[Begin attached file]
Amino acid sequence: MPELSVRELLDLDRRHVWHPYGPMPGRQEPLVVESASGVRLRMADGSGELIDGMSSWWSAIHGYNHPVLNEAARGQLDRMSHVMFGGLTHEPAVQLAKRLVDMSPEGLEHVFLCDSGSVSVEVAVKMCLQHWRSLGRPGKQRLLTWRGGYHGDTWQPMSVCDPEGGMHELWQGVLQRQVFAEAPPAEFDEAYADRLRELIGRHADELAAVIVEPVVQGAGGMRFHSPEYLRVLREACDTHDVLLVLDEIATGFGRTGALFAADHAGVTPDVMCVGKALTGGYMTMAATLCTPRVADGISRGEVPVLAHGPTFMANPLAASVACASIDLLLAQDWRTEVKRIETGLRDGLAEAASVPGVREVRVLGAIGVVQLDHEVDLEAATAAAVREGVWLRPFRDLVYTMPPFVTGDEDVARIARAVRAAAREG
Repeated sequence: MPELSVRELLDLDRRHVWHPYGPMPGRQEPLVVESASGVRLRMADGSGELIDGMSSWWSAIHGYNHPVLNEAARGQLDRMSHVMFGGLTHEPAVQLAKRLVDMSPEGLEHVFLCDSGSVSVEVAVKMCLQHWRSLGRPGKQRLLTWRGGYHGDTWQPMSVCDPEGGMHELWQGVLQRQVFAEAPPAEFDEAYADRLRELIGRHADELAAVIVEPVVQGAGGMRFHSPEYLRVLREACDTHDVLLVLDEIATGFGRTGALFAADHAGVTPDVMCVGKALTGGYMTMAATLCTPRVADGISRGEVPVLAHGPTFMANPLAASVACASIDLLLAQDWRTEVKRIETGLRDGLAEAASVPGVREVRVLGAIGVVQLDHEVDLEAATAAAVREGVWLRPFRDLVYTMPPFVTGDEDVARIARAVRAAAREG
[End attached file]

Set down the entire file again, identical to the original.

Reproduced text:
Amino acid sequence: MPELSVRELLDLDRRHVWHPYGPMPGRQEPLVVESASGVRLRMADGSGELIDGMSSWWSAIHGYNHPVLNEAARGQLDRMSHVMFGGLTHEPAVQLAKRLVDMSPEGLEHVFLCDSGSVSVEVAVKMCLQHWRSLGRPGKQRLLTWRGGYHGDTWQPMSVCDPEGGMHELWQGVLQRQVFAEAPPAEFDEAYADRLRELIGRHADELAAVIVEPVVQGAGGMRFHSPEYLRVLREACDTHDVLLVLDEIATGFGRTGALFAADHAGVTPDVMCVGKALTGGYMTMAATLCTPRVADGISRGEVPVLAHGPTFMANPLAASVACASIDLLLAQDWRTEVKRIETGLRDGLAEAASVPGVREVRVLGAIGVVQLDHEVDLEAATAAAVREGVWLRPFRDLVYTMPPFVTGDEDVARIARAVRAAAREG
Repeated sequence: MPELSVRELLDLDRRHVWHPYGPMPGRQEPLVVESASGVRLRMADGSGELIDGMSSWWSAIHGYNHPVLNEAARGQLDRMSHVMFGGLTHEPAVQLAKRLVDMSPEGLEHVFLCDSGSVSVEVAVKMCLQHWRSLGRPGKQRLLTWRGGYHGDTWQPMSVCDPEGGMHELWQGVLQRQVFAEAPPAEFDEAYADRLRELIGRHADELAAVIVEPVVQGAGGMRFHSPEYLRVLREACDTHDVLLVLDEIATGFGRTGALFAADHAGVTPDVMCVGKALTGGYMTMAATLCTPRVADGISRGEVPVLAHGPTFMANPLAASVACASIDLLLAQDWRTEVKRIETGLRDGLAEAASVPGVREVRVLGAIGVVQLDHEVDLEAATAAAVREGVWLRPFRDLVYTMPPFVTGDEDVARIARAVRAAAREG